But how invested is India in this idea? Does India have a clear policy focused solely on the growth of the Indian app ecosystem? Does it have global ambitions for them? True, India made a beginning in the past few years with policies and programmes such as Digital India and Startup India but progress has been slow and the stimulus has been feeble and sporadic.
India’s Startup Ecosystem
In 2015, Startup India was launched with a corpus of Rs 10,000—not a large sum by global standards but a beginning. However, as of December 2019, Startup India managed to disburse only Rs 700 crore of it. Prime Minister Narendra Modi in his 2019 election campaign promised to double the funding for startups to Rs 20,000 crore, but the delay in the release of funds from the first tranche dulled the enthusiasm in the startup community.
An RBI pilot study conducted in December 2019 found that of the 1,200 surveyed startups, as little as 0.6% had received funding from SIDBI. The most telling of the study’s findings was that the largest source of funds for startups remained friends and family, and not the government funds set apart for Startup India.
Funding is just one of the many constraints faced by Indian startups. It took India three years to exempt startups from the ‘angel tax’ that required them to pay a premium tax if they received investments at a rate higher than their fair market evaluation. Startups are also burdened with having to file letters to prove to the Ministry of Corporate Affairs that they are not shell companies. The fact is that a lot of startups operate from joint offices or co-working places, and are unable to furnish anything more than a name board. How then do you prove that you’re not a shell company?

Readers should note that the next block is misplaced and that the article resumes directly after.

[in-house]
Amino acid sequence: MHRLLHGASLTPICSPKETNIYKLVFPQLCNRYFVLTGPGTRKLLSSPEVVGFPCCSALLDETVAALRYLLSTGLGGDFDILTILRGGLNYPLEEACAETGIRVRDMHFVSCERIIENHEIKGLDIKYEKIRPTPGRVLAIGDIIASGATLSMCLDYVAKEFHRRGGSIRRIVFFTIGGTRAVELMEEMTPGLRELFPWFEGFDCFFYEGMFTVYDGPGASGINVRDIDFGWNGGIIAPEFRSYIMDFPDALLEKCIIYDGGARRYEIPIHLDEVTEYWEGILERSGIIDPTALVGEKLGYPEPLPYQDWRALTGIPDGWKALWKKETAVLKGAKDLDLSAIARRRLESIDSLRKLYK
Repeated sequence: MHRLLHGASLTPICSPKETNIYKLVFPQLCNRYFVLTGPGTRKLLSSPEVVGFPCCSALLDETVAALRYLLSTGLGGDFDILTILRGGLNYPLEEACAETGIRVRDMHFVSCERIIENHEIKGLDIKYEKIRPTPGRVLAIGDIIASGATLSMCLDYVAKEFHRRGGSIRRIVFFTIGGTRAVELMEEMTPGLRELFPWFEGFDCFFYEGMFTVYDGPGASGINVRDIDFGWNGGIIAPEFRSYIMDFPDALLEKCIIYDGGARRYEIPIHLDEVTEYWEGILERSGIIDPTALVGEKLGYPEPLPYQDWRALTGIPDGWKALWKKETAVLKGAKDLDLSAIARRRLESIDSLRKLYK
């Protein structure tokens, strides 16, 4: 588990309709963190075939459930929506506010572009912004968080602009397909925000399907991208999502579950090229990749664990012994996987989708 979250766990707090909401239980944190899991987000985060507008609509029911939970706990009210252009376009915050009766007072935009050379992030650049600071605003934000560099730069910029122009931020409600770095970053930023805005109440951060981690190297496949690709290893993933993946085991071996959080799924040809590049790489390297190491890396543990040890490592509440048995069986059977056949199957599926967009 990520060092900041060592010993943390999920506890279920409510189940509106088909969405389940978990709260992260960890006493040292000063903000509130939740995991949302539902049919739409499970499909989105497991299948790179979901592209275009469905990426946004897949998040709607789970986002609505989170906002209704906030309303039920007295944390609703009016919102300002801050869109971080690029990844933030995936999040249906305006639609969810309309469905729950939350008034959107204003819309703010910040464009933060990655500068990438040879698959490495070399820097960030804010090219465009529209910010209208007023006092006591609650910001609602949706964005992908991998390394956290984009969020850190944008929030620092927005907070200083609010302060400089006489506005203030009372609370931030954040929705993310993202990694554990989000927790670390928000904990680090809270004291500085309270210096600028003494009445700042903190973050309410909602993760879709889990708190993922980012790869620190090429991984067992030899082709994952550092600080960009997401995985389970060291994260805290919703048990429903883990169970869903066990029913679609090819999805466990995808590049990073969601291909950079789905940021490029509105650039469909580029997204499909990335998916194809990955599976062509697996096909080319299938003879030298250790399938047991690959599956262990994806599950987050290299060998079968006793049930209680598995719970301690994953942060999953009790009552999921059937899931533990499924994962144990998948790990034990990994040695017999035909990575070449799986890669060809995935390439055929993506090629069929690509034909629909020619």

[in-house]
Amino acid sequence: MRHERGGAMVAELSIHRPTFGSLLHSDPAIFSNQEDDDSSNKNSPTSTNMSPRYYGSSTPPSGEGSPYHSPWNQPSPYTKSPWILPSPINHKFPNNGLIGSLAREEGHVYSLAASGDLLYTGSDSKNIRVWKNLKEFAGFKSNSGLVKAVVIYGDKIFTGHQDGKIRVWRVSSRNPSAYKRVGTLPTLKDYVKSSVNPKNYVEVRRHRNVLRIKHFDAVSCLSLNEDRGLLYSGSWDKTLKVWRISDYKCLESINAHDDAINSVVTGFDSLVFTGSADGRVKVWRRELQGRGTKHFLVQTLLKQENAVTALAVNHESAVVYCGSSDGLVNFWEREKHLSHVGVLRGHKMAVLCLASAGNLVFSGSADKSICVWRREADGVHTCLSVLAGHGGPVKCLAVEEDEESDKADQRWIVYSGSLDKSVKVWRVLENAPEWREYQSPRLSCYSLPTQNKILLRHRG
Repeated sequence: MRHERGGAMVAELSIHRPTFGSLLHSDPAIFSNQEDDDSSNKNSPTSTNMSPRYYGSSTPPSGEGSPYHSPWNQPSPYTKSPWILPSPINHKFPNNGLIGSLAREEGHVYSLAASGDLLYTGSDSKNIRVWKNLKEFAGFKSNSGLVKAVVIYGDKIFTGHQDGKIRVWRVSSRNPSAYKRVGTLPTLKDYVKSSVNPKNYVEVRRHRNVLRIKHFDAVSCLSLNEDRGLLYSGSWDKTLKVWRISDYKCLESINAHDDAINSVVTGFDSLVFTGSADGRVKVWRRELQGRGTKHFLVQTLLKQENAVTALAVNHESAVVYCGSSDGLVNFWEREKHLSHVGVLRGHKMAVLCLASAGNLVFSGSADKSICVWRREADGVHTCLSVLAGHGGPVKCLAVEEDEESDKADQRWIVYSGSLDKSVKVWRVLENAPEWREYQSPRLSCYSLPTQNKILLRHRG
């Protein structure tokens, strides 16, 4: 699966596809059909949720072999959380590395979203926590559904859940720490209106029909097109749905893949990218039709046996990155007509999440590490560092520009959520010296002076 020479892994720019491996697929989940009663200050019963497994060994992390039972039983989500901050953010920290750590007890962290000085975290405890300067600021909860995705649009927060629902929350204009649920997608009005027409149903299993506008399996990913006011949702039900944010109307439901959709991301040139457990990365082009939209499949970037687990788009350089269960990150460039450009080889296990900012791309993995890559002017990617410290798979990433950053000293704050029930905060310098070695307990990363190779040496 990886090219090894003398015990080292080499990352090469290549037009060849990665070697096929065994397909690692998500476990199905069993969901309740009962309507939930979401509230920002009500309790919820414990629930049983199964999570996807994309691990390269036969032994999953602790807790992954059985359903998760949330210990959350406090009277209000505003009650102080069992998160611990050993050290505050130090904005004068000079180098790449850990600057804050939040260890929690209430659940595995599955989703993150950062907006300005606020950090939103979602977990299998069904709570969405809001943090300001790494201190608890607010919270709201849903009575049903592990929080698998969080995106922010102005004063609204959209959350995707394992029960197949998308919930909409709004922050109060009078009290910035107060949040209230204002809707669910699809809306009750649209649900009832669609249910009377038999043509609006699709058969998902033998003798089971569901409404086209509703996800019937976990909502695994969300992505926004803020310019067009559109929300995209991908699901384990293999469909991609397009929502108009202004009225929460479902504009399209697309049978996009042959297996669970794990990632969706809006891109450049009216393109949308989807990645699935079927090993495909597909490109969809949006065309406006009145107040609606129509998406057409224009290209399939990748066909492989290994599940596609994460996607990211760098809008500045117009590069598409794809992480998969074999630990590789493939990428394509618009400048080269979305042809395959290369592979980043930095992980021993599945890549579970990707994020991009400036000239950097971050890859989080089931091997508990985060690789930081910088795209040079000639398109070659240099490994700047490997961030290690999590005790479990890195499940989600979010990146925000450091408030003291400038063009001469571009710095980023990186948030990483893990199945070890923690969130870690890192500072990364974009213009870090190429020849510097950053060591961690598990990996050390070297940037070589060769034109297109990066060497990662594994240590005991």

As for innovation, an Oxford Economics Entrepreneurial India study found that 77% of venture capitalists believed Indian startups lack unique business models or new technology. These findings were echoed in the 2019 Aspiring Minds National Eligibility Report for Engineers which stated that only 3.84% of India’s engineers were employable in software-related jobs in startups and only 3% possessed new skills in AI and machine learning. The latter study also found that as much as 37.7% of Indian software engineers cannot write error-free code, compared to 10.35% of engineers in China.